300th blog … jihad! higad?!?

Pinga Parasapinga's photo.
Pinga Parasapinga's photo.
Pinga Parasapinga's photo.
Pinga Parasapinga's photo.
 Pinga Parasapinga's photo.

nigeria is in the news because of the kidnapping of nigerian school children by a muslim group that professed “jihad” in the name of allah as the reason for the act, but what really is jihad all about?  

jihad is a religious duty for muslims whether we like it or not,  and In arabic, the word jihād translates as a noun meaning struggle.

particularly in the shiahs beliefs, it refers to struggle against those who do not believe in the abrahamic god or allah. however, the word has even wider implications.

a person engaged in jihad is called a mujahid; the plural is mujahideen.

a minority among the sunni scholars sometimes refer to this duty as the sixth pillar of islam; there are two commonly accepted meanings of jihad: an inner spiritual struggle and an outer physical struggle.

the greater jihad is the inner struggle by a believer to fulfill his religious duties. the non-violent meaning is being emphasized by both muslim and non-muslim authors.

however, there is consensus among islamic scholars that the concept of jihad will always include armed struggle against persecution and oppression.

The lesser jihad is the physical struggle against the enemies of Islam. this physical struggle can take a violent form or a non-violent form.

the proponents of the violent form translate jihad as holy war, although some islamic studies scholars disagree.

some scholars maintain non-violent ways to struggle against the enemies of islam as in jihad of the pen.
today, some muslim authors only recognize wars with the aim of territorial defense as well as the defense of religious freedom as legitimate.

n ahmadiyya islam, jihad is primarily one’s personal inner struggle and should not be used violently for political motives.

Violence is the last option only to be used to protect religion and one’s own life in extreme situations of persecution. quranists do not believe that the word jihad means holy war.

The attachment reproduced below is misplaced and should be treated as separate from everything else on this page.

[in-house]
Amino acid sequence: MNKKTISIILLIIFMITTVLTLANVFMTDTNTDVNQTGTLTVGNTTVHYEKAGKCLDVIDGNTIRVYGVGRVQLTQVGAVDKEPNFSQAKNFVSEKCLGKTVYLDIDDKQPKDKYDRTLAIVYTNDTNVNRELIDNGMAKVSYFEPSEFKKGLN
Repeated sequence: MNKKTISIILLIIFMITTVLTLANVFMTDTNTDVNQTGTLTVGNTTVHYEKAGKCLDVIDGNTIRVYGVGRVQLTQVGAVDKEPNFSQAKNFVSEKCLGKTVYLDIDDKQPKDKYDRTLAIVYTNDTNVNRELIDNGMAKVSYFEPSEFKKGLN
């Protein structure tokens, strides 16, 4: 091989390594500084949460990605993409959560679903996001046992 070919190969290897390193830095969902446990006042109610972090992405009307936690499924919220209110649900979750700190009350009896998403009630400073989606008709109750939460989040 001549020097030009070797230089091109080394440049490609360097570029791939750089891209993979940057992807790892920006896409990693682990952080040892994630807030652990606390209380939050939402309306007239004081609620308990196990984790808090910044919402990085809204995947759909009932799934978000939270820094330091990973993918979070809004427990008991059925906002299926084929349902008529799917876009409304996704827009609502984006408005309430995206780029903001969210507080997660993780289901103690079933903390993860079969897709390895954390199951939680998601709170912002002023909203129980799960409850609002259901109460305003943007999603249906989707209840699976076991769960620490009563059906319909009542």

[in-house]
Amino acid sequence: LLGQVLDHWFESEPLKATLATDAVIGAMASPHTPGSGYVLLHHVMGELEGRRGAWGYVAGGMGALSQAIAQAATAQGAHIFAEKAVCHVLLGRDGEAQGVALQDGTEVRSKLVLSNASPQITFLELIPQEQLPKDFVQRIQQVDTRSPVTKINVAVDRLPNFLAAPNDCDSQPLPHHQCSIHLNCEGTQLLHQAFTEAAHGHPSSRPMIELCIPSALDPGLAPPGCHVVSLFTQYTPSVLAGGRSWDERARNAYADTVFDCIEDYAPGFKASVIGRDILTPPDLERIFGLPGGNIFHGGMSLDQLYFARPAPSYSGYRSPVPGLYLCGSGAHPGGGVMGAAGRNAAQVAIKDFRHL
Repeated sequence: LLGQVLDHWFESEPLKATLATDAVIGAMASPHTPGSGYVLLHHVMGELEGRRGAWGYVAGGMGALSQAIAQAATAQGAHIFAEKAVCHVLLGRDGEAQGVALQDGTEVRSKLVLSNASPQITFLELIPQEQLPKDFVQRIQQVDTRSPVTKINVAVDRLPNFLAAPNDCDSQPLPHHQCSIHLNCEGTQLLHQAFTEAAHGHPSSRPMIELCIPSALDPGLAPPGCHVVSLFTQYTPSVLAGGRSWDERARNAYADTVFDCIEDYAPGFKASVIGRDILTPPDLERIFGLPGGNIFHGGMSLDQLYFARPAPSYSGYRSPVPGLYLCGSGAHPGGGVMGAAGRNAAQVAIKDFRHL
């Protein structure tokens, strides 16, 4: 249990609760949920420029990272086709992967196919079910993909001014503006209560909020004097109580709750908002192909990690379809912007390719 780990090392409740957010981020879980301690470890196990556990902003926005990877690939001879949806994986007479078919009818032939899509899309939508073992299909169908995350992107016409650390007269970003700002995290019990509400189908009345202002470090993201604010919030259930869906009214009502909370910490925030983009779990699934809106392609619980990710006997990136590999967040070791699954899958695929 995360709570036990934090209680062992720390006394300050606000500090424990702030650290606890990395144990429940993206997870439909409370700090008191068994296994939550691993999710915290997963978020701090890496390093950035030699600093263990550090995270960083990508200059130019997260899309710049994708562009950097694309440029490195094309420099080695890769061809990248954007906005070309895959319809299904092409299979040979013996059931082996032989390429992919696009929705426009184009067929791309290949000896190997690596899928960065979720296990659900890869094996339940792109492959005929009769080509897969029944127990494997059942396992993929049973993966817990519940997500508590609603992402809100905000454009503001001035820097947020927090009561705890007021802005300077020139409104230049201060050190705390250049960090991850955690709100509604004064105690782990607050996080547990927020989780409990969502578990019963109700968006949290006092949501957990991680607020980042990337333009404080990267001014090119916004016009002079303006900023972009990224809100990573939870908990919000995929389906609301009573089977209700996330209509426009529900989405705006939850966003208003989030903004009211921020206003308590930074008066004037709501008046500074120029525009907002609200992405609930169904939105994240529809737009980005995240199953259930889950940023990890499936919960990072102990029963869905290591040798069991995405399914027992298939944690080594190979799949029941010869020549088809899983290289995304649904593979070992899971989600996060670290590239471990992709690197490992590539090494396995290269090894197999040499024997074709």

for them it means to struggle, or to strive, and they believe it can incorporate both military and non-military aspects; it is understood primarily as defensive warfare in military aspects.

for the sunni, jihad has been classified either as the greater jihad, the struggle against one’s ego or self, or the lesser jihad, the external physical effort, often implying fighting, similar to the shia view of jihad as well.

while the sufic view classifies jihad into two parts: the greater and the lesser. muhammad put the emphasis on the greater jihad by saying, holy is the warrior who is at war with himself.

in this sense external wars and strife are seen as but a satanic counterfeit of the true jihad, which can only be fought and won within.

in this sense it is the western view of the holy grail which comes closest to the sufic ideal, for to the sufis, perfection is the grail, and the holy grail is for those who, after they become perfect by giving all they have to the poor then go on to become aabdal or changed ones like enoch.

for hebrews, Enoch in the generations of adam is the son of Jared, the father of Methuselah, and the great-grandfather of Noah.

This enoch is supposedly not to be confused with cain and abel. cain’s son, enoch whose lineage also contains the name lamech, the same name of noah’s father but not referring to the same man.

two years after the death of the islamic prophet muhammad in 632, muslims under the leadership of caliph umar began military campaigns against the byzantine empire and the sassanian empire.

in the battle of yarmuk in 636, muslims defeated the byzantine army, forcing the empire to withdraw from syria.

the byzantines surrendered near cairo in 641, while the conquest of alexandria, then capital of egypt, took longer.

in 642, muslims defeated the persians at the battle of nahāvand, opening up the plateau to muslim conquest. within 15 years iran had been conquered, and muslims later pushed into central asia.

the roots of jjhad and the origins of bin laden’s concept of jihad was traced back to two early 20th-century figures, who started powerful islamic revivalist movements in response to colonialism and its aftermath.

the muslim world widely accepted their ideology after the arabs’ defeat in the 1967 war, but the muslim brotherhood’s papers detailed a plan to seize the u.s.

the group’s takeover plot emerged when a handful of classified evidence was revealed detailing islamist extremists’ ambitious plans for the said takeover.

indeed, the muslim brotherhood is engaged in a long-standing war on the west, and since 1948 until the 1970s, it engaged in assassinations and terrorism in egypt and has indoctrinated many who went on to commit acts of terror.

muslim brotherhood’s supreme guide issued the statement – al qaeda’s bin laden is a jihad fighter.

the americans used its own ad hoc definitions of jihad in indictments of individuals involved in terrorist activities:” jihad is the arabic word meaning holy war with the use of violence, including paramilitary action against persons, governments deemed to be enemies of the fundamentalist version of slam.

probably in the similar context of or parallel to the muslim jihad, the early christians were reasoning out of love of god their wars against the muslims, thus making us all victims of their faith and religious beliefs.


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